5 Ways To Highlight Blank Cells in Microsoft Excel

Learn how to highlight blank cells in Excel if you often generate incorrect data analytics and insights based on datasets that contain interspersed blank cells or zero-length strings.

When you download a large dataset from a public database or get a database from a collaborator, you must audit it for blank cells or cells containing zero-length strings. It’s highly probable to find a few blank cells in managed or unmanaged datasets, especially downloaded from a CRM.

When the worksheet is tiny, you might be able to easily locate the blank cells by taking a closer look. If the worksheet is gigantic, you’ve got no way but to use semi-automatic and programmatic methods to select blank cells.

Find below several proven and common methods to achieve this challenging task.

Using Go To Special

This is the most common and easy-to-use method to select all the blank cells in a worksheet. The tool will select all the zero-value cells whether contiguous or noncontiguous. It gives the same result as you manually select blank cells one after another while pressing the Ctrl button on the keyboard.

Go To dialog box shortcut
Go To dialog box shortcut

On the worksheet where you suspect there could be some blank cells, press Ctrl + G to bring up the Go To dialog box.

Click on the Special button to access the Go To Special dialog.

Select Blanks in Go To Special
Select Blanks in Go To Special

Select the radio button for Blanks.

Click OK to apply the settings.

Select blank cells in Excel with Go To
Select blank cells in Excel with Go To

Excel will instantly select all the blank cells in the active worksheet.

Go To Special will only select such cells. This tool doesn’t automatically highlight the blank cells.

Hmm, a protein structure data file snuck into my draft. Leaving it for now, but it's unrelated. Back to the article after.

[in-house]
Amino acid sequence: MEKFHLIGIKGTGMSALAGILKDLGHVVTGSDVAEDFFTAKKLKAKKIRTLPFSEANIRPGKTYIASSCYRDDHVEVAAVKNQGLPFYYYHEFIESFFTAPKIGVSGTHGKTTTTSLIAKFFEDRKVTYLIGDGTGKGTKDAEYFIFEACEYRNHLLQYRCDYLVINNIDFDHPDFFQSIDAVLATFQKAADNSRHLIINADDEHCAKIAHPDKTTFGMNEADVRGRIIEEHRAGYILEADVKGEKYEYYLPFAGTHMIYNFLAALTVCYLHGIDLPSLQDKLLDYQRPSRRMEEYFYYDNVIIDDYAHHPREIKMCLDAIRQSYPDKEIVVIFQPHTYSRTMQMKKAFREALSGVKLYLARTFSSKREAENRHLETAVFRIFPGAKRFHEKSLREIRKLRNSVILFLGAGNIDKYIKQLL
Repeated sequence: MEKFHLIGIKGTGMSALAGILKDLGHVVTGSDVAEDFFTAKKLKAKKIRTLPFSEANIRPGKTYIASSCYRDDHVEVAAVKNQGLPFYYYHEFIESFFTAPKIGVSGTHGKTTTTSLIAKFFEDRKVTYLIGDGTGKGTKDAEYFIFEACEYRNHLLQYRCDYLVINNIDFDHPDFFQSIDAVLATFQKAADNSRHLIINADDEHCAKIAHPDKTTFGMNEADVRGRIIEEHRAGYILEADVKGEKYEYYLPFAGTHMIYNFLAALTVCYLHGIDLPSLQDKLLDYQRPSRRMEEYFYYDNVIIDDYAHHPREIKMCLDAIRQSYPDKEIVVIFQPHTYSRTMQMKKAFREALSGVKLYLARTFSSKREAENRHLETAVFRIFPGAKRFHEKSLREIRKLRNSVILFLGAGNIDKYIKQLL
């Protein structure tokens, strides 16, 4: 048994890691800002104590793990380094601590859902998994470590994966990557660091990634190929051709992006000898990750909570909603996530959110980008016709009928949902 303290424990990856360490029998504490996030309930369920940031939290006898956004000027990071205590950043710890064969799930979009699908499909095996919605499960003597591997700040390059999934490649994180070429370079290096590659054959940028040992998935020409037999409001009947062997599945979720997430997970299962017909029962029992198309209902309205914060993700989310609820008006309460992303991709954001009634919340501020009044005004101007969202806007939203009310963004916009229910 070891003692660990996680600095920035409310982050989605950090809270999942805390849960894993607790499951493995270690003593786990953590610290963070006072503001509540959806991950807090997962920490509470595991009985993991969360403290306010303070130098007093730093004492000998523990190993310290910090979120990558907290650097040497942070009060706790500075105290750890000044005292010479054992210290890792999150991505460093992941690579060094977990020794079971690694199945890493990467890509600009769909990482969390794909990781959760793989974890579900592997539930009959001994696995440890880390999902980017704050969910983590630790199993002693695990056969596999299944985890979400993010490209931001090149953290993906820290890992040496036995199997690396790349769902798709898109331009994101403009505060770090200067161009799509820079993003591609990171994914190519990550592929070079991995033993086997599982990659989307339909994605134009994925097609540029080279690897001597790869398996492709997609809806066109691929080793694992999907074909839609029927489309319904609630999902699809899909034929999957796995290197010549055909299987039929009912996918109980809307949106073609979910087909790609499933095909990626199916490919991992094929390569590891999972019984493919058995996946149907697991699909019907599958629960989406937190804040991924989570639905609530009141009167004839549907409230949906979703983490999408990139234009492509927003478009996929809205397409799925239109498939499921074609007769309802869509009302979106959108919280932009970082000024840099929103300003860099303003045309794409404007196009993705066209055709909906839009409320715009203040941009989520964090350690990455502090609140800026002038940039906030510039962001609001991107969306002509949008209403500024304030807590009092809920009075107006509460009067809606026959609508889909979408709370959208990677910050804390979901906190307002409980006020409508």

How to highlight blank cells in Excel using Go To
How to highlight blank cells in Excel using Go To

To highlight these cells, click on the Fill Color bucket icon in the Font commands block of the Home tab.

Choose a color from the context menu you get.

Excel applies the fill color you’ve chosen instantly.

The downside of this method is that it’s a fully static technique. Once you have highlighted all the blank cells in a worksheet and later on someone deleted more values from the worksheet, the new blank cells won’t be automatically highlighted.

Using Find and Replace

Find All blanks
Find All blanks

Click anywhere on the target worksheet and press Ctrl + F to bring up the Find and Replace tool.

Go to the Find tab and click on the Options button to expand its configuration menu.

Do the following in the expanded dialog box:

  • Find what: Keep it empty.
  • Within: Choose Sheet to select blank cells in the active worksheet. Or, select Workbook to select all blank cells in the whole Excel file.
  • Look in: Change it to Values.

Once you’re done configuring the Find and Replace tool as explained above, hit the Find All button.

The Find and Replace tool will list all the blank cells of the sheet or workbook in the expanded area below the tool.

At the bottom of the list of cell addresses, you’ll also see how many blank cells have been identified.

Select all results in Find and Replace
Select all results in Find and Replace

Click on any of the search results within the Find and Replace tool.

Press Ctrl + A to select all the results.

Selected all blank cells with Find and Replace
Selected all blank cells with Find and Replace

You’ll see that Excel has also selected the same cells on the worksheet.

Highlight all blanks using Find and Replace
Highlight all blanks using Find and Replace

Use the Fill Color tool to pick a color to highlight the blank cells from the Font commands block.

Using Sort & Filter